3. Rabbi Menahem Mendel Schneerson, the Lubavitcher Rebbe (1902-1994) says that you should observe Shabbat according to places with the same longitude, but he gives no source for this approach.
  4. Rabbi Solomon Freehof, mentioned above, seems to think that you observe Shabbat according to the custom of the closest Jewish community, but he gives no source for this approach.

There are two modern rabbis who gave similar replies regarding Jews in space travel. R. Bezalel Stern says that an astronaut should follow earth time vis-a-vis prayer and Shabbat, though he doesn’t site any of the responsa about the poles. Rabbi Solomon Freehof makes a clear comparison between the poles and space travel, ruling according to his own approach to the poles (p. 246):

The answer to this problem [of Jews in space travel] must be the same as that which was given to the Soldiers in Iceland during the war (= World War Two)… that they must follow the hours of Boston, Massachusetts and the soldiers in Alaska must follow the hours in Portland, Oregon. After all, the watches in the capsule will keep earth time.

We agree with all of the rabbis who say that when near the Poles or in space, a Jew should observe days of roughly 24 hours. Rabbi Emden’s approach is not applicable because he was referring to a case where the traveler does not know the day or the time. The other two approaches have no specific source and are not applicable to Jews in space travel. Therefore, we agree with Rabbi Yisrael Lifshitz who says that the explorer – or in our case, the astronaut – should observe Shabbat according to his home base. This approach is based on halakhic sources and makes good sense since the non-Jewish astronauts also set their watches according to their home base. In other words, following R. Israel Lifshitz, a Jewish astronaut should pray, and observe Shabbat and festivals, according to Houston control, which is their home base. Indeed, according to the Jerusalem Post, Col. Ramon has resolved to keep time according to Central Standard Time, so as to be on the same clock as Houston.

We wish him and his fellow astronauts a successful journey: “Barukh atah b’vo’ekha, uvarukh atah b’tzetekha” – “Blessed shall you be in your comings, blessed shall you be in your goings” (Deut. 28:6)!


I) Space Travel

  1. R. Solomon Freehof, New Reform Responsa, HUC Press, 1980, pp. 243-246
  2. Jonathan Petre, The Sunday Telegraph, May 27, 2002
  3. R. Nahum Eliezer Rabinowitz, Hadarom, 15 (1962), p. 121, also quoted by R. Immanuel Jakobovits, Jewish Law Faces Modern Problems, New York, 1965, p. 121
  4. R. David Hayyim Sheloosh, Hemdah Genuzah, Vol. 1, Jerusalem, 1976, No. 2
  5. R. Bezalel Stern, B’tzel Hahokhmah, Vol. 4, Bnai Brak, 1982, No. 104
  6. Janine Zacharia, The Jerusalem Post, Friday, June 28, 2002, p. B5

II) Shabbat Near the North and South Poles

  1. R. Simhah Bamberger, Zekher Simhah, Frankfurt am Main, 1925, No. 30
  2. R. Refael Birdugo, Mishpatim Yesharim, Cracow, 1891, Vol. 1, No. 77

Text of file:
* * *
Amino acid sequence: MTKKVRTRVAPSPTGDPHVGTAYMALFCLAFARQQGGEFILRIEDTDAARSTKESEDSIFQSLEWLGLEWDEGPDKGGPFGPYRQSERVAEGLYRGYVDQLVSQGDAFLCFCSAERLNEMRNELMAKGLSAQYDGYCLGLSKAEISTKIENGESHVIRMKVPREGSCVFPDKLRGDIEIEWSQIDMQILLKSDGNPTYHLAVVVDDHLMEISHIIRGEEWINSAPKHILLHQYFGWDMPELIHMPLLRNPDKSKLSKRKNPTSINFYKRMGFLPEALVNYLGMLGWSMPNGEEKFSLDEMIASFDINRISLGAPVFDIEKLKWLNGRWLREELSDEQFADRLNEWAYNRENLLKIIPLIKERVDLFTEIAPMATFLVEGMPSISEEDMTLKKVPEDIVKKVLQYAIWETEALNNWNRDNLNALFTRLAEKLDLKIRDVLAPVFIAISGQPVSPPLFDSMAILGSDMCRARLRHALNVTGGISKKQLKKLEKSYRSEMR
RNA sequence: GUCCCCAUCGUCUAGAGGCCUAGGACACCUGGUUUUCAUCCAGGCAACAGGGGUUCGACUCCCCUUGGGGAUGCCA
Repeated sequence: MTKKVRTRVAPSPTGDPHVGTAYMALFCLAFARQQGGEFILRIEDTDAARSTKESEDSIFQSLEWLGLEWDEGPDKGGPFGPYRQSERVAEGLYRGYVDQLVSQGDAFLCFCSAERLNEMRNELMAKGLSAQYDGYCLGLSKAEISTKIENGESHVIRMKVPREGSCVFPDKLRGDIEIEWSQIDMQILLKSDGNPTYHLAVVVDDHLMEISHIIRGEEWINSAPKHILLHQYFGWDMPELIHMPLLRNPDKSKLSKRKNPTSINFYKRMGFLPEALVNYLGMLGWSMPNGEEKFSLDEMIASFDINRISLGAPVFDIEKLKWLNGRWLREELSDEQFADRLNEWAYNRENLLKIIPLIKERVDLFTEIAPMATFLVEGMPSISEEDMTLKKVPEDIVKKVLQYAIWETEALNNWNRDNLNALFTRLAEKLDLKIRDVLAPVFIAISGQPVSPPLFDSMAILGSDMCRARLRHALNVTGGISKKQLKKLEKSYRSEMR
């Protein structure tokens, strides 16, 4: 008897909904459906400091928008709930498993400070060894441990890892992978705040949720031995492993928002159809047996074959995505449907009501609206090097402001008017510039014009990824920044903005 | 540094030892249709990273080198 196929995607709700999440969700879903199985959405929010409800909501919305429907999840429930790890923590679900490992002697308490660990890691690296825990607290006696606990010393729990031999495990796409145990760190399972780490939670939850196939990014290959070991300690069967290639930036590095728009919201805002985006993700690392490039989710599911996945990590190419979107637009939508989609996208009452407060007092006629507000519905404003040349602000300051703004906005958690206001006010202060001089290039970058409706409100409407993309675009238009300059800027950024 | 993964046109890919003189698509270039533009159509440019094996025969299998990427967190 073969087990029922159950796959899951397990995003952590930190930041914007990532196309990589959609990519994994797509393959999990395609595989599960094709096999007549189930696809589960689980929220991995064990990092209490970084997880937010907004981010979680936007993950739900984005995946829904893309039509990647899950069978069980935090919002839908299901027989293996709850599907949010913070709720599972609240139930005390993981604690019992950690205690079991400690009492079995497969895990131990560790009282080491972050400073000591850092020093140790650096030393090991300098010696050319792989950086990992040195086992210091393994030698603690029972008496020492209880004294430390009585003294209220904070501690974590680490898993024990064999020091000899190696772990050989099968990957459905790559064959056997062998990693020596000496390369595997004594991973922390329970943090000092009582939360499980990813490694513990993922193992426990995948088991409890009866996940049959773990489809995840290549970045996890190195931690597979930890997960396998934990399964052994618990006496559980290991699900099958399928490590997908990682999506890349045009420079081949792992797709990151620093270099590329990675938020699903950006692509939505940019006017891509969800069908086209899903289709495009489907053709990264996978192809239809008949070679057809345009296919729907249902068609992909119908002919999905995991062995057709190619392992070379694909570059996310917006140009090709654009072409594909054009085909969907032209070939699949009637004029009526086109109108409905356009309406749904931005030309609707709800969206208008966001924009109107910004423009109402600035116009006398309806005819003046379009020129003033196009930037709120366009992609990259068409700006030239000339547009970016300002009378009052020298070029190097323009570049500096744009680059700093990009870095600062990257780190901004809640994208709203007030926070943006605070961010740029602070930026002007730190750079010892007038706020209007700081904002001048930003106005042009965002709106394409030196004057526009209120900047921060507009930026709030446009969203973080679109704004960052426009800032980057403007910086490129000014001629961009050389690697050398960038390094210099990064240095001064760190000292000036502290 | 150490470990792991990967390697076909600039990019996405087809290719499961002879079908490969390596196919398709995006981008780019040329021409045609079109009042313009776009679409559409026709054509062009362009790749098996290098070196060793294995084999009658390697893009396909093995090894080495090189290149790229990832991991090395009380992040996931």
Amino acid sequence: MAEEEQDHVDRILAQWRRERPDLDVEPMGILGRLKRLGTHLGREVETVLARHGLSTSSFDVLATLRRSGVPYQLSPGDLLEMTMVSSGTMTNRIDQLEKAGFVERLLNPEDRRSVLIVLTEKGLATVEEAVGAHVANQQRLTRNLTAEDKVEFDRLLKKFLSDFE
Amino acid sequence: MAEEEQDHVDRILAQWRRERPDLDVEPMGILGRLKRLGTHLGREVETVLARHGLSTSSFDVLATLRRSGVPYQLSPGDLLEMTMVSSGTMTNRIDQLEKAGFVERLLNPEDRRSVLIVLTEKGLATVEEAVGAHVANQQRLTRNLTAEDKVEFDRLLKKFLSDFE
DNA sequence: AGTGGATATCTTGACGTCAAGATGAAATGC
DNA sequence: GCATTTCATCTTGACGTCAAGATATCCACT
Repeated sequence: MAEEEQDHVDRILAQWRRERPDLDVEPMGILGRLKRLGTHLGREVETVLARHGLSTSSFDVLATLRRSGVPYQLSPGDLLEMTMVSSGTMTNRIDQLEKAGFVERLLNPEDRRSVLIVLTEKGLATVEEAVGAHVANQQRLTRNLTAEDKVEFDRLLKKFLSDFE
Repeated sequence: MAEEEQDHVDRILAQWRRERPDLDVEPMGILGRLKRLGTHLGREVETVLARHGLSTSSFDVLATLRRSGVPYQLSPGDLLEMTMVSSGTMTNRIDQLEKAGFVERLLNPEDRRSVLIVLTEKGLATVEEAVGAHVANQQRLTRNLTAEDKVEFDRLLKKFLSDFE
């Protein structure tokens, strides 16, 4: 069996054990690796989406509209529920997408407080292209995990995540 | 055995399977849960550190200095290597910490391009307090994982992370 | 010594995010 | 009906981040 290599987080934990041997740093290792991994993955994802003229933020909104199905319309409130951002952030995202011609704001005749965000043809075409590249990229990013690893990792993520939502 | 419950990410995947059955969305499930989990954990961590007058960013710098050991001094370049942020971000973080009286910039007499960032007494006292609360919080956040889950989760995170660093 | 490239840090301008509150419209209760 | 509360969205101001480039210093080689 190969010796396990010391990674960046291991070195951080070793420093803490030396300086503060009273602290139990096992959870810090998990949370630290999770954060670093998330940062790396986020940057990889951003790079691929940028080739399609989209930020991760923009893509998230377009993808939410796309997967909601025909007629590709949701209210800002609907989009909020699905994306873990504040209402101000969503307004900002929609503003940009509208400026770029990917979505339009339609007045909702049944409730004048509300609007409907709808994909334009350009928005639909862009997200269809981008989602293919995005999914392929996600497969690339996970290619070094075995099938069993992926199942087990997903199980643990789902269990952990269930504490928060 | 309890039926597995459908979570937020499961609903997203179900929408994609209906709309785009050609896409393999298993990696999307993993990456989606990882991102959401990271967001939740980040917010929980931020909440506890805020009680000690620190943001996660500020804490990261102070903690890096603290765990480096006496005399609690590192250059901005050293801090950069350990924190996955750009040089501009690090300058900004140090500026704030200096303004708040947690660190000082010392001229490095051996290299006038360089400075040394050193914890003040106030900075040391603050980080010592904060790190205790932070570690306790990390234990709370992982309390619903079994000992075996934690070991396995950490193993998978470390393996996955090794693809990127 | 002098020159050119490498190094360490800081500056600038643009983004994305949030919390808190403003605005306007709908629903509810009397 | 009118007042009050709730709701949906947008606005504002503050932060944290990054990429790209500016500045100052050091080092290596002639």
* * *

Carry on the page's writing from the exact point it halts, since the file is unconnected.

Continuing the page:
3. R. Ya’akov Emden, Mor Uketzi’ah to Orah Hayyim 344, Jerusalem, 1996, also quoted in Sha’arei Teshuvah to Orah Hayyim 344
  4. R. Solomon Freehof, Responsa in War Time, New York, 1947, pp. 14-15
  5. R. Shlomo Goren, Torat Hashabbat V’hamoed, Jerusalem, 1982, pp. 106-127
  6. R. Pinhass Eliyahu Horowitz, Sefer Haberit, Bruna, 1797 (and reprints), Part I, Ma’amar 4, Chapter 11 (quoted briefly by Rabbi Bamberger)
  7. R. Yisrael Lifshitz, Tiferet Yisrael to Mishnah Berakhot, Chapter One, end, in “Boaz”, ed. Vilna, fol. 6a
  8. R. Yosef Mashash, Mayyim Hayyim, Fez, 1934, No. 111
  9. R. Hayyim Sheloosh, Hemdah Genuzah, Vol. 1, Jerusalem, 1976, No. 3
  10. R. Menahem Mendel Schneerson, Yagdil Torah, New York, 1981, No. 73

All four volumes of Rabbi Prof. David Golinkin’s Responsa In A Moment – Halakhic Responses to Contemporary Issues as well as other books by the author are available for purchase from the Schocken-JTS Press Bookstore.

Prof. David Golinkin is the President of the Schechter Institute of Jewish Studies in Jerusalem. Feel free to reprint this article in its entirety. If you wish to abbreviate the article, please contact Rabbi Golinkin at: The opinions expressed here are the author’s and in no way reflect an official policy of the Schechter Institute.

Image Credit: NASA

David Golinkin is President of The Schechter Institutes, Inc. and President Emeritus of the Schechter Institute of Jewish Studies. For twenty years he served as Chair of the Va’ad Halakhah (Law Committee) of the Rabbinical Assembly which gives halakhic guidance to the Masorti Movement in Israel. He is the founder and director of the Institute of Applied Halakhah at Schechter and also directs the Center for Women in Jewish Law. Rabbi Professor Golinkin made aliyah in 1972, earning a BA in Jewish History and two teaching certificates from The Hebrew University in Jerusalem. He received an MA in Rabbinics and a PhD in Talmud from the Jewish Theological Seminary of America where he was also ordained as Rabbi. For a complete bio click here.